Rutgers: Flowers Improve Emotional Health
With today’s high-tech and fast-paced lifestyle taking its daily toll on our lives, experts advise exercise and other personal lifestyle changes to relieve stress. According to behavioural research conducted at Rutgers, The State University of New Jersey, nature provides us with a simple way to improve emotional health – flowers. The presence of flowers triggers happy emotions, heightens feelings of life satisfaction and affects social behaviour in a positive manner far beyond what is normally believed.
“What’s most exciting about this study is that it challenges established scientific beliefs about how people can manage their day-to-day moods healthily and naturally,” said Jeannette Haviland-Jones, Ph.D., Professor of Psychology at Rutgers and lead researcher on the study.
A team of researchers explored the link between flowers and life satisfaction in a 10-month study of participants’ behavioural and emotional responses to receiving flowers. The results show that flowers are a natural and healthful moderator of moods.
The study also explored where in their homes people display flowers. The arrangements were placed in areas of the home that are open to visitors – such as foyers, living rooms and dining rooms – suggesting that flowers are a symbol for sharing.
“Flowers bring about positive emotional feelings in those who enter a room,” said Dr. Haviland-Jones. “They make the space more welcoming and create a sharing atmosphere.”
The Emotional Impact of Flowers Study was conducted by Jeannette M. Haviland-Jones, Ph.D., Professor of Psychology, Project Director, Human Development Lab at Rutgers, The State University of New Jersey. Dr. Haviland-Jones is a psychologist and internationally recognized authority in the role of emotional development in human behaviour and nonverbal emotional signals and response.
The research adds a scientific foundation to what many consider common knowledge – that flowers have a strong, beneficial impact on those who receive them. The Society of American Florists worked in cooperation with the Rutgers research team, bringing expertise of flowers to the project.
The participants were 147 women, ranging equally in age, educational level, and career and lifestyle choice. Women were studied because previous research on emotion demonstrates that women are more discerning of moods, more willing to participate in studies on moods and more involved in emotional management within the home and at work.
Study participants knew they would have a gift delivered, but they did not know what the gift would be. This “secrecy” was to obtain an honest first reaction to the gift as a measure of the direct effect of flowers on immediate mood.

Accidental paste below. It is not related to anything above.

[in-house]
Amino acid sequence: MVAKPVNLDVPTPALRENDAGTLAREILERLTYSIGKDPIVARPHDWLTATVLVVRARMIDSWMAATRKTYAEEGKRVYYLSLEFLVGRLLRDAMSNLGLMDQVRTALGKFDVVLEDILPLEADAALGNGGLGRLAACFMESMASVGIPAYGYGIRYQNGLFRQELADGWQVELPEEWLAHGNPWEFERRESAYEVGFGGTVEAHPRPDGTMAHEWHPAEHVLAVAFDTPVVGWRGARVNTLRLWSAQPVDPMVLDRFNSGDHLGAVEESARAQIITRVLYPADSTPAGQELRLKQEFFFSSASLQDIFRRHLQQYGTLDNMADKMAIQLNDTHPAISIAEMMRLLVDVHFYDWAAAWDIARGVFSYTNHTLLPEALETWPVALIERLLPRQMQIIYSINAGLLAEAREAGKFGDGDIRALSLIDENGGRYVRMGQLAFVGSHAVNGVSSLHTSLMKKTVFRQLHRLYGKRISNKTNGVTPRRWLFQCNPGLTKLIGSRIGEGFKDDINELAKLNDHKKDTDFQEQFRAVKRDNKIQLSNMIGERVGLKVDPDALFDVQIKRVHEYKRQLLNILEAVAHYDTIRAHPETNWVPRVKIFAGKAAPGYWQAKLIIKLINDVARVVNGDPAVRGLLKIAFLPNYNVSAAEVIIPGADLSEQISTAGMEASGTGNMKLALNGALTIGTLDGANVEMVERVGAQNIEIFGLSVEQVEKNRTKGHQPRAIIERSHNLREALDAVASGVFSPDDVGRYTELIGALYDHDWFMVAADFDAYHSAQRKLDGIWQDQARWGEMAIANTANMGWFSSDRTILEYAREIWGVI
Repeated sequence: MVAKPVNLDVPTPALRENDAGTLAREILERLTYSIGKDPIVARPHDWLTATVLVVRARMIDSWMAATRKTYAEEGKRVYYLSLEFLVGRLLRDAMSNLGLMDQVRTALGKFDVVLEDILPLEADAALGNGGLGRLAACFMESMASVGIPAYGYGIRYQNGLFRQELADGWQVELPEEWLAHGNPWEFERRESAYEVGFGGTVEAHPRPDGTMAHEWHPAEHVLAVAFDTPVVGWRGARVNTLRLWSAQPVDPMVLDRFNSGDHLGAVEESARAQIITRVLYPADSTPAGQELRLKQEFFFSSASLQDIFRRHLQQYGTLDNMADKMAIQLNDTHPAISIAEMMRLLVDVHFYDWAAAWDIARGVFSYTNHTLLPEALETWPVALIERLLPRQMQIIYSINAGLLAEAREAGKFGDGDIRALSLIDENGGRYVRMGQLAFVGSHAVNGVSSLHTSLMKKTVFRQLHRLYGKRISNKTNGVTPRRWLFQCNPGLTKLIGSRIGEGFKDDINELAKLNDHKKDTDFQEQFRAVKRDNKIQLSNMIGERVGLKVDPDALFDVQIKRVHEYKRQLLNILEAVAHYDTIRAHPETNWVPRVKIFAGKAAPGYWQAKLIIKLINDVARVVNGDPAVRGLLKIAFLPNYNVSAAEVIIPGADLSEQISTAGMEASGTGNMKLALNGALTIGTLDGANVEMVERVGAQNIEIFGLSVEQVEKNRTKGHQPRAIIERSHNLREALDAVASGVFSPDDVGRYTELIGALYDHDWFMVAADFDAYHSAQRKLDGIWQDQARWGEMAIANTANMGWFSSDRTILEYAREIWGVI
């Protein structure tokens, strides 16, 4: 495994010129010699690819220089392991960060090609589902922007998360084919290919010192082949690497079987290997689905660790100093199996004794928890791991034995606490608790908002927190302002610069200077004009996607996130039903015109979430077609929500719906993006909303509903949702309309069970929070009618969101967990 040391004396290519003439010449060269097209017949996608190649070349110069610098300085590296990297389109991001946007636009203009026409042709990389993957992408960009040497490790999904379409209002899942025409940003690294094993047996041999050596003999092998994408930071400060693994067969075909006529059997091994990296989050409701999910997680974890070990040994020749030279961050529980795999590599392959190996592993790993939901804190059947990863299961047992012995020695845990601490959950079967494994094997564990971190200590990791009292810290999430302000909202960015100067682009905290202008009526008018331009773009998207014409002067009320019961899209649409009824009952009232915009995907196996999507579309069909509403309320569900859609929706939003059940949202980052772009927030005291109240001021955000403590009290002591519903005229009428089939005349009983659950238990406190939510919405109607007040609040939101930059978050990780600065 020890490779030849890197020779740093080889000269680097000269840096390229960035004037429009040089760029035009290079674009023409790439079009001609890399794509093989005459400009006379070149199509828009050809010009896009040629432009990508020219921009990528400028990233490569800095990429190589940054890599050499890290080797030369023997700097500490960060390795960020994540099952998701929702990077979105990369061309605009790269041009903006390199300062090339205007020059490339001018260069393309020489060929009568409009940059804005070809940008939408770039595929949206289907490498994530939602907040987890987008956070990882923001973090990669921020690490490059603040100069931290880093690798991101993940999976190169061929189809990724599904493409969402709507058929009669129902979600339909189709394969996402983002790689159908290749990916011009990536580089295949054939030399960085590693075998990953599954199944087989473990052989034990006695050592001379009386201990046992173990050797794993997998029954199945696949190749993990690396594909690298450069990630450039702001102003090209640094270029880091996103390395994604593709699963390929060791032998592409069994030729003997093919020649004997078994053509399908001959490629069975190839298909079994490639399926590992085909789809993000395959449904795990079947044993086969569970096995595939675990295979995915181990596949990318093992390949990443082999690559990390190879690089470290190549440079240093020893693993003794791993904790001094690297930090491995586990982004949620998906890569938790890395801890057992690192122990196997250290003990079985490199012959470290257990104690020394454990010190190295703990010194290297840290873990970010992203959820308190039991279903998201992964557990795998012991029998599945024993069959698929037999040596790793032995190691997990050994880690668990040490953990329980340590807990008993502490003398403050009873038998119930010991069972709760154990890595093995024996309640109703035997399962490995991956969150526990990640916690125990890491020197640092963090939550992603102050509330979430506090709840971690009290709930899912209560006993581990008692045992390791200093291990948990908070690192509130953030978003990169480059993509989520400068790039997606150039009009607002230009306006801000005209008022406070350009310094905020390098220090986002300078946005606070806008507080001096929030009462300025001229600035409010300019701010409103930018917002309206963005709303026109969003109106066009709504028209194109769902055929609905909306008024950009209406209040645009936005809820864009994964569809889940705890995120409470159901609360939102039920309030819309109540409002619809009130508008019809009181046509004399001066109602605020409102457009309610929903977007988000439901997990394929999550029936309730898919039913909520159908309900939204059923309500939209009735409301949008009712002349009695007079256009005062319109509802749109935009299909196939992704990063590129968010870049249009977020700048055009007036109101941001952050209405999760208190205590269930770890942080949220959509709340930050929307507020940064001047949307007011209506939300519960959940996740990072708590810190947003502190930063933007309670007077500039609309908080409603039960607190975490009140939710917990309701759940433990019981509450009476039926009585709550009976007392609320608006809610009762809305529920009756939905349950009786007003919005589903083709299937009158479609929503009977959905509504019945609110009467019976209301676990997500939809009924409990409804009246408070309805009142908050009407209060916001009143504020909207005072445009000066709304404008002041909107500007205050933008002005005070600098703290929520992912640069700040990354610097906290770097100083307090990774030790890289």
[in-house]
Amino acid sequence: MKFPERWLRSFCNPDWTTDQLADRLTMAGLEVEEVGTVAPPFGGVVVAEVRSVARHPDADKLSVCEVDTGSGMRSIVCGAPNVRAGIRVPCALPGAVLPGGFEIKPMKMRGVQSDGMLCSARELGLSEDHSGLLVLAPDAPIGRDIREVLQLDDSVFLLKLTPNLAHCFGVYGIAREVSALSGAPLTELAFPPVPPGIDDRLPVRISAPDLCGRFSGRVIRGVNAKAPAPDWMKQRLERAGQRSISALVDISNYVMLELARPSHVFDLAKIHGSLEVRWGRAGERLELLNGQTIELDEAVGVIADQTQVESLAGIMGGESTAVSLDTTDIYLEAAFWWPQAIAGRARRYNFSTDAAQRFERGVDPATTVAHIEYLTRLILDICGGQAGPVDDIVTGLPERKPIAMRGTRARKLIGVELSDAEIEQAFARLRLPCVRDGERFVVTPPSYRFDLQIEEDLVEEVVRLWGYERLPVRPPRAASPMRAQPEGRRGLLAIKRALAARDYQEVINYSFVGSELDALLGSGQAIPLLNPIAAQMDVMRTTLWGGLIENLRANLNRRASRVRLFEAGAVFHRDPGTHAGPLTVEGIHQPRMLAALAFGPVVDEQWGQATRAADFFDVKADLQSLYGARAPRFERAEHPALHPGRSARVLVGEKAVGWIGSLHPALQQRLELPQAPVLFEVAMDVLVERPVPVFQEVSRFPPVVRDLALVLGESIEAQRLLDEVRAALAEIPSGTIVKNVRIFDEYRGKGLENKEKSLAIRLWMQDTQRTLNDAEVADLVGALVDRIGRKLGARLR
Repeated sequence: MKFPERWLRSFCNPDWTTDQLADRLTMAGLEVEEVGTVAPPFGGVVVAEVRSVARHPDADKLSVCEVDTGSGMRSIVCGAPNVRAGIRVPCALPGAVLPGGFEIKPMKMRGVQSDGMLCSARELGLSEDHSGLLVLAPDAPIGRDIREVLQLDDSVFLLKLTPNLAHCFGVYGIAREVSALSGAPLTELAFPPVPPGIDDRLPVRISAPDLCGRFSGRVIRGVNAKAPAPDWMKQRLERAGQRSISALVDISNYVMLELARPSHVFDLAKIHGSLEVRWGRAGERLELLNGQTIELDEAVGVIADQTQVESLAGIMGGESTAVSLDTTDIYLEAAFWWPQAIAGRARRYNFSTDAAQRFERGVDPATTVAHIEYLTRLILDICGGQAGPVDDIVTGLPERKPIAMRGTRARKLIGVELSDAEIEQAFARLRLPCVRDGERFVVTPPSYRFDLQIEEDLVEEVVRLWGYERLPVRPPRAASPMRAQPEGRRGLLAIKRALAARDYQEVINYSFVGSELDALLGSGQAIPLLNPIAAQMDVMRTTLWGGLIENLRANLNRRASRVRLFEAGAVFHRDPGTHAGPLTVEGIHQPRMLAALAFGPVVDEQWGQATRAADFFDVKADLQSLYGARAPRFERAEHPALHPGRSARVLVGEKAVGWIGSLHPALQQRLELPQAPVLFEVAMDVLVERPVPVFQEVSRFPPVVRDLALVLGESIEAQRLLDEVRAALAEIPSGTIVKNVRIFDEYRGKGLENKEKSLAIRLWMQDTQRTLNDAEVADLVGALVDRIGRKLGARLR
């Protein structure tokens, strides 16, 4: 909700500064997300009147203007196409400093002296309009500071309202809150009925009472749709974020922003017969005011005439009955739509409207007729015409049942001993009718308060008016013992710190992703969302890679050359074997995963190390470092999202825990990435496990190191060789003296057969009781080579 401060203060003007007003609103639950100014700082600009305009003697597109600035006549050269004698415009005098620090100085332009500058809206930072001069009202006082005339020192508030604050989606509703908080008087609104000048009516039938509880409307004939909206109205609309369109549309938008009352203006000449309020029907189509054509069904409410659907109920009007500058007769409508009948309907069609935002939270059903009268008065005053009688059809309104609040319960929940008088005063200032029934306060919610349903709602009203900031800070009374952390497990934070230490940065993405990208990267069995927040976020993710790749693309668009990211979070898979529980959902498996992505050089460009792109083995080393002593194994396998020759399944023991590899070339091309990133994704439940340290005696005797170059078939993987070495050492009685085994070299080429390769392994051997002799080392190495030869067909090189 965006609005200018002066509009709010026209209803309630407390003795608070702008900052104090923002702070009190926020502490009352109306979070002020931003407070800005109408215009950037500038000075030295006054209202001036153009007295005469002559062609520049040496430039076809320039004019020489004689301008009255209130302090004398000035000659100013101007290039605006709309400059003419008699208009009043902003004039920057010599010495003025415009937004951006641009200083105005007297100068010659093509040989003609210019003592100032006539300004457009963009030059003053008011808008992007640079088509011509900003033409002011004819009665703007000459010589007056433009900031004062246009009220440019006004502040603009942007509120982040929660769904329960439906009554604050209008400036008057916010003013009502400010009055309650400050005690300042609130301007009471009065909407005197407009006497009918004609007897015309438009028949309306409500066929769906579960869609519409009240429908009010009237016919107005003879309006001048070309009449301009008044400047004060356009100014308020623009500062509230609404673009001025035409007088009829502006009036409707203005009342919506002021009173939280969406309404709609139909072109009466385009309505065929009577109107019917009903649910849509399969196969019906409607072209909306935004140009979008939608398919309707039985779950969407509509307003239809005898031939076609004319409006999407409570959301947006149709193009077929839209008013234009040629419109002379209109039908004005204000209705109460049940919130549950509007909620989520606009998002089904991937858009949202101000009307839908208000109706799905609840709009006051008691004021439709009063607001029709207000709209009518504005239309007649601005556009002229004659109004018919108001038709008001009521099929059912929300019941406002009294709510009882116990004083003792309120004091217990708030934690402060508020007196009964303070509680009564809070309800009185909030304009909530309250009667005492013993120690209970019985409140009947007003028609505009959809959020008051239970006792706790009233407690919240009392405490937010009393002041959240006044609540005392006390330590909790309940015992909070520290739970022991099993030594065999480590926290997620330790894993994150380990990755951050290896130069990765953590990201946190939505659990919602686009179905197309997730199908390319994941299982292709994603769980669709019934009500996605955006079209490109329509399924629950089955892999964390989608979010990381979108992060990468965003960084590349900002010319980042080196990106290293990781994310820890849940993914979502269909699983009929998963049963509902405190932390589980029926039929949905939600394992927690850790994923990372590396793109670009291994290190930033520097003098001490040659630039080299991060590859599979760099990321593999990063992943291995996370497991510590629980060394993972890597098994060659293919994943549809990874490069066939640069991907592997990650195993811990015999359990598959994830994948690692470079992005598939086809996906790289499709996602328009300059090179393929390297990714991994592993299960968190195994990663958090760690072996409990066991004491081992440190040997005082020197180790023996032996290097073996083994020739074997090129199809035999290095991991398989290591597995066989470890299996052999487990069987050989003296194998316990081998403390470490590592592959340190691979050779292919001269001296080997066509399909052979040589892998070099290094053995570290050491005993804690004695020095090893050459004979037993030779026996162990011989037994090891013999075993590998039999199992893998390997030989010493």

Immediate Emotional Reaction
Trained researchers measured the behaviour and emotional expression of participants when they received the flowers. Three different smiles as well as verbal reactions were coded upon the delivery of the flowers. The information was recorded into a field computer within the first 5 seconds of the flower delivery, to measure the first, immediate reaction accurately.
Polite Smile: This is used most commonly in quick greetings or acknowledgements. No discernible facial movement is present except the turning up of the corners of the mouth.
True Smile: This is seen when there are possible changes in behaviour indicating pleasure. Hence it is called “true” – the person is truly happy.
Excited Smile: This smile combines two emotions – excitement and happiness. Here we see the true smile, but also the eyebrows are raised so that there are high, horizontal wrinkles across the forehead.
The participants were interviewed before getting their gifts, to give the research team a “baseline” of measure. From this, the researchers measured how feelings changed when participants had flowers in their homes. In the initial interview, interviewers asked the participants to evaluate their feelings over the past two to four days to assess their overall, general feelings. Then, several days after the gift was delivered (about 10 days after the first interview) participants were interviewed again to measure changes in feelings related to having flowers in the home.
About the Researcher
Jeannette Haviland-Jones, Ph.D., is a professor of psychology at Rutgers University and the director of its Human Emotions Lab. An internationally recognized authority on the role of emotional development in human behaviour and nonverbal emotional signals and response, Haviland-Jones has published several books on adolescence and emotion and is co-editor of the Handbook of Emotion, for which she won a Critics Circle Award.